Sunday, July 21, 2024

Free trade pact

China, Japan, and South Korea stand to gain significantly from a three-way free trade agreement (FTA), though they must first navigate considerable geopolitical and other challenges, according to experts.

Negotiations for this FTA have been stalled since 2019, but the topic resurfaced last Monday during a trilateral summit attended by Chinese Premier Li Qiang, Japanese Prime Minister Fumio Kishida, and South Korean President Yoon Suk Yeol. At this summit, the first in four years, the leaders pledged to resume talks on the FTA.

Premier Li urged South Korea and Japan to “deepen economic and trade connectivity, maintain the stability and smoothness of the industrial chain and supply chain, and resume and complete the negotiations of the China-Japan-South Korea FTA as soon as possible.”

Subsequently, on May 30, China’s Ministry of Commerce expressed readiness to expedite negotiations. Ministry spokesperson He Yadong emphasized the importance of the FTA talks, citing their potential to support the recovery of both the regional and global economies, as reported by state news agency Xinhua. President Yoon echoed this sentiment, highlighting the countries’ commitment to creating a transparent and predictable trade and investment environment and establishing a secure supply chain.

During a trilateral business meeting following the summit, business leaders agreed to form a working group to research economic cooperation in the private sector.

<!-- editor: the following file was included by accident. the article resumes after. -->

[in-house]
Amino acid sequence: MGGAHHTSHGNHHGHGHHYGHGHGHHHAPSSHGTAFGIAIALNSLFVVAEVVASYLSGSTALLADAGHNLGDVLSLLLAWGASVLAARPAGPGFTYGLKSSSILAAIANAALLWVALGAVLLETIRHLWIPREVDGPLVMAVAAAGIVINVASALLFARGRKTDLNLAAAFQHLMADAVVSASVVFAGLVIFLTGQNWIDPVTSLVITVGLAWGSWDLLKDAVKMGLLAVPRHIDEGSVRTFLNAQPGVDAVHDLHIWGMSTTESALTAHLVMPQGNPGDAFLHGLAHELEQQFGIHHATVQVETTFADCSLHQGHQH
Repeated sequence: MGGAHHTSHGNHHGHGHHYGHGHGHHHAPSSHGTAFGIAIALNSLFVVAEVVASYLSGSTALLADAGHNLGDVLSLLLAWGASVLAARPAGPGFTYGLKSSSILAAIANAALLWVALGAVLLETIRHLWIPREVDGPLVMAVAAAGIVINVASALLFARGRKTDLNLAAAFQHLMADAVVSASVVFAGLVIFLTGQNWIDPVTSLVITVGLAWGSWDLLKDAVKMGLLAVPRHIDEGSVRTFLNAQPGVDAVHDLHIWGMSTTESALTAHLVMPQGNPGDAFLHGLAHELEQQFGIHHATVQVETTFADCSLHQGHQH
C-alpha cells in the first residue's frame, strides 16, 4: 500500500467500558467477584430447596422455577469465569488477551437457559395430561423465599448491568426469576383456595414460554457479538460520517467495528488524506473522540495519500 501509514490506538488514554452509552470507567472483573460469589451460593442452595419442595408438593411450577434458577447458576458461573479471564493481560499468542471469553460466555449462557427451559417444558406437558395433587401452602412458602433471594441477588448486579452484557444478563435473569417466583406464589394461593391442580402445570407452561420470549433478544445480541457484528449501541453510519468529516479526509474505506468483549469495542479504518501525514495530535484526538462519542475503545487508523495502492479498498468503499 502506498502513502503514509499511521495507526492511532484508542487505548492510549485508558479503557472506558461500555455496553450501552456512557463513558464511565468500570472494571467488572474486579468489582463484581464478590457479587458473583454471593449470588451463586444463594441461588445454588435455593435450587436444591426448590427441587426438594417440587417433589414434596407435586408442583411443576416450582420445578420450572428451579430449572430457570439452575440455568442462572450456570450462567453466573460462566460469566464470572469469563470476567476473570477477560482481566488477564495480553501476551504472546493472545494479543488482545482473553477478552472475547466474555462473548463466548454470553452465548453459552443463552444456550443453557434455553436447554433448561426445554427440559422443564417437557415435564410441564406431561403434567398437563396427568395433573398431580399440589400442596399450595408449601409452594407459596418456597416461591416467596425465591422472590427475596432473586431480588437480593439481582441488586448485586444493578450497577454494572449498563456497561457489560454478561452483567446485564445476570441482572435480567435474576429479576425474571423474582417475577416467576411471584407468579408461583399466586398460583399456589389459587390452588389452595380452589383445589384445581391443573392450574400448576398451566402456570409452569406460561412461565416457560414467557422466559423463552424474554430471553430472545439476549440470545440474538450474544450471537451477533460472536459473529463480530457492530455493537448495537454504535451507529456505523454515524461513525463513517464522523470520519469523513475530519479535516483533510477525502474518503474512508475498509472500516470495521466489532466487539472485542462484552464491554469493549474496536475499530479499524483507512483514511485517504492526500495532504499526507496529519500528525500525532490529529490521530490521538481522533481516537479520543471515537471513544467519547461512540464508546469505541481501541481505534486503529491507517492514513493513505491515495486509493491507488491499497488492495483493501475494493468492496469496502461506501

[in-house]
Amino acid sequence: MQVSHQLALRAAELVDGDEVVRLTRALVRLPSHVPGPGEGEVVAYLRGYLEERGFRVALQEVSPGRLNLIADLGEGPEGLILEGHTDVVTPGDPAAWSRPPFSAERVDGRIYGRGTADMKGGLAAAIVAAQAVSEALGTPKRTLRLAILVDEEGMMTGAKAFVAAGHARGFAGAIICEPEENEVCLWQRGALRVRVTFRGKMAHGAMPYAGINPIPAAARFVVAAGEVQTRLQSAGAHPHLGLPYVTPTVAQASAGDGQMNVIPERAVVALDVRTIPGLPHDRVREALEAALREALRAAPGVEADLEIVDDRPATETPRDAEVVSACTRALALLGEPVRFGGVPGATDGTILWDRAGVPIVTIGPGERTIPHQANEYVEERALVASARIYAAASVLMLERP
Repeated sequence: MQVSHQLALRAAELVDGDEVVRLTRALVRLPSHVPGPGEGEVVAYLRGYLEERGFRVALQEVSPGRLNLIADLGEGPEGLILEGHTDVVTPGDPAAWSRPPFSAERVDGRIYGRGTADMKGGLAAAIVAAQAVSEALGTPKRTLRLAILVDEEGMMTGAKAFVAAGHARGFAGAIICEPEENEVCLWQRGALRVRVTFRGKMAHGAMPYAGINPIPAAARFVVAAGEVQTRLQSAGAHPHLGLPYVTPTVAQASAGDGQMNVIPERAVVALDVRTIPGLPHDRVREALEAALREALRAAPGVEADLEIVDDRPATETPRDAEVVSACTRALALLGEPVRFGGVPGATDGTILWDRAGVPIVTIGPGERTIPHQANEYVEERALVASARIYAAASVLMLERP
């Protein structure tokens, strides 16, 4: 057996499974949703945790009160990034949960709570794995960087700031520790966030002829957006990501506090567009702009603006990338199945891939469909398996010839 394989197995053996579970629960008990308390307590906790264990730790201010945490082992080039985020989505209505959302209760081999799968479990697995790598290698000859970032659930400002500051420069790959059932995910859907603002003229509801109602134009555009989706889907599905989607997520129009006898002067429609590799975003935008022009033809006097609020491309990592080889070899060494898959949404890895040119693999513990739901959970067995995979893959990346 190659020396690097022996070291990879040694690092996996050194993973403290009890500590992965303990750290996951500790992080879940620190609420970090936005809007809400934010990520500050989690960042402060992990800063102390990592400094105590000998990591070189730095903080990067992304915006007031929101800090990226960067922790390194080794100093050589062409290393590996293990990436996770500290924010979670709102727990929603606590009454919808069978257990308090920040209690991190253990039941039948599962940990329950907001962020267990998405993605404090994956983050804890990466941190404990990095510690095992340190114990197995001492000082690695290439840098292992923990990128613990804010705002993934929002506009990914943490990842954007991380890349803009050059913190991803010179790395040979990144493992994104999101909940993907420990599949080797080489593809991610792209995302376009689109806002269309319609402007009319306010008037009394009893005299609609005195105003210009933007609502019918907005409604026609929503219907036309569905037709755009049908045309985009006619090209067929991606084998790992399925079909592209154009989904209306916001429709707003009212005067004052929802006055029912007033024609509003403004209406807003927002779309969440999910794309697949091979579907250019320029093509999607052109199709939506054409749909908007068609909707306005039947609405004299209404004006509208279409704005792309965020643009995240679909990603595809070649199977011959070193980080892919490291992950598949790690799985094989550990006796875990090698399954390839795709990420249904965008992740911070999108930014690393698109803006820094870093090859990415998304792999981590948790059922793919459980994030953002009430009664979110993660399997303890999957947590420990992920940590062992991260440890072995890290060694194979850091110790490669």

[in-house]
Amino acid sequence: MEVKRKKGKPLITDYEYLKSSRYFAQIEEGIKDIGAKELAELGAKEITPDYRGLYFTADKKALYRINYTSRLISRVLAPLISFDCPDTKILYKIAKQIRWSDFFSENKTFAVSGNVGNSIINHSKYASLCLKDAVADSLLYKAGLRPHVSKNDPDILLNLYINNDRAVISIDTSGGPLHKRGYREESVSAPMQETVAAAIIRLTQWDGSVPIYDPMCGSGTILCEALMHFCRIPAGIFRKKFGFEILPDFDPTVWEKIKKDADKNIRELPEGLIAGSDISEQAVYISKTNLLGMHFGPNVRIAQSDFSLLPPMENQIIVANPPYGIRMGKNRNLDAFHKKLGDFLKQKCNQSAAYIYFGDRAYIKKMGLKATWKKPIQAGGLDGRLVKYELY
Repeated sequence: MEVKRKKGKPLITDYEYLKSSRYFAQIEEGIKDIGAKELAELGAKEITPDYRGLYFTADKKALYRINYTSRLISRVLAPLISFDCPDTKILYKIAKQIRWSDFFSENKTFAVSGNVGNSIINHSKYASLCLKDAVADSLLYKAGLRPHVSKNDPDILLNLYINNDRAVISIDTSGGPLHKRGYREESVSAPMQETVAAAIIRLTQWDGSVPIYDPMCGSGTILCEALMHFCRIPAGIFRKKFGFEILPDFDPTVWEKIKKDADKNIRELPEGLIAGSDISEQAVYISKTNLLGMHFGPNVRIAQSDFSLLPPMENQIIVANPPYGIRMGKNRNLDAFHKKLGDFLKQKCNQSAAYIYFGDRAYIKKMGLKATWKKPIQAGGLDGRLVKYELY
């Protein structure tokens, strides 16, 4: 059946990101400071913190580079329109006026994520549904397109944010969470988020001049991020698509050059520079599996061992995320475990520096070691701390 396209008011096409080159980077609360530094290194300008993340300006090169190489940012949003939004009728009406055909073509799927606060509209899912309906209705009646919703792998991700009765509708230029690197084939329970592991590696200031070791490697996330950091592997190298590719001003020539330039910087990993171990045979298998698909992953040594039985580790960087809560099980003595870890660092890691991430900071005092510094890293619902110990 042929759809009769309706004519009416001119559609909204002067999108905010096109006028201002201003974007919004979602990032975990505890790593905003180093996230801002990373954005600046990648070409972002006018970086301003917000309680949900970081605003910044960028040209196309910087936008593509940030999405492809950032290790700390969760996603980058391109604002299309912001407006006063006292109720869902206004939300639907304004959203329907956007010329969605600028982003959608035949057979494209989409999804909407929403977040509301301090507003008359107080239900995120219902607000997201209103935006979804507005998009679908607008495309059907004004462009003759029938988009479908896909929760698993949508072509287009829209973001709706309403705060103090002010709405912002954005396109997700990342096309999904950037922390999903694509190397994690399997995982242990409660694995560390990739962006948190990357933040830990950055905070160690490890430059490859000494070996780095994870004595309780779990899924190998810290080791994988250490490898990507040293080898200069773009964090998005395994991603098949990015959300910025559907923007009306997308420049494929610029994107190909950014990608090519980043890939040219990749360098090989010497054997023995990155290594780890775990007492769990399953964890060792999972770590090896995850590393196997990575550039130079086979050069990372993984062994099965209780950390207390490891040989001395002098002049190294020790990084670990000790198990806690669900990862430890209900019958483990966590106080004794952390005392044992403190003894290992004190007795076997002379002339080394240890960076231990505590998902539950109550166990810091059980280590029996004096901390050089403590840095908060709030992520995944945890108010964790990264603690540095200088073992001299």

The economic influence of China, Japan, and South Korea is significant, comprising about 25% of global GDP and an annual trading volume exceeding US$800 billion. China is the largest trading partner for both Japan and South Korea, while Japan and South Korea rank as China’s fourth and fifth largest trading partners, respectively.

Restarting FTA discussions will build on existing trade agreements, aiming to enhance economic ties further. China and South Korea have an FTA signed in 2015, and all three nations are part of the Regional Comprehensive Economic Partnership (RCEP), effective since 2022. The RCEP is a trade agreement among ASEAN member states, Australia, China, Japan, South Korea, and New Zealand.

A China-Japan-South Korea FTA would be an extension of the RCEP, aiming for higher levels of liberalization. For example, the three countries plan to eliminate tariffs on automobiles and auto components, a step not covered by the RCEP, according to Nikkei Asia. Japan will also push for reductions in industrial subsidies and less favorable treatment for state-owned enterprises, which were not addressed in the RCEP.

Dr. Deborah Elms, head of trade policy at the Hinrich Foundation in Singapore, noted that the commitments under RCEP are relatively minimal. A focused three-way FTA would allow for more ambitious agreements. “If there are only three of you in the partnership, you can tailor an agreement in ways that are more ambitious in some areas than if you’re trying to do it with 15 parties,” she said.

Despite China’s assertion that the three economies are highly complementary and their industrial chains interconnected, Dr. Elms pointed out that they are also competitors in sectors such as agriculture, electronics, and chemicals. Identifying products for tariff removal will be challenging, she said, suggesting areas like furniture, raw materials, and services as potential candidates for liberalization.

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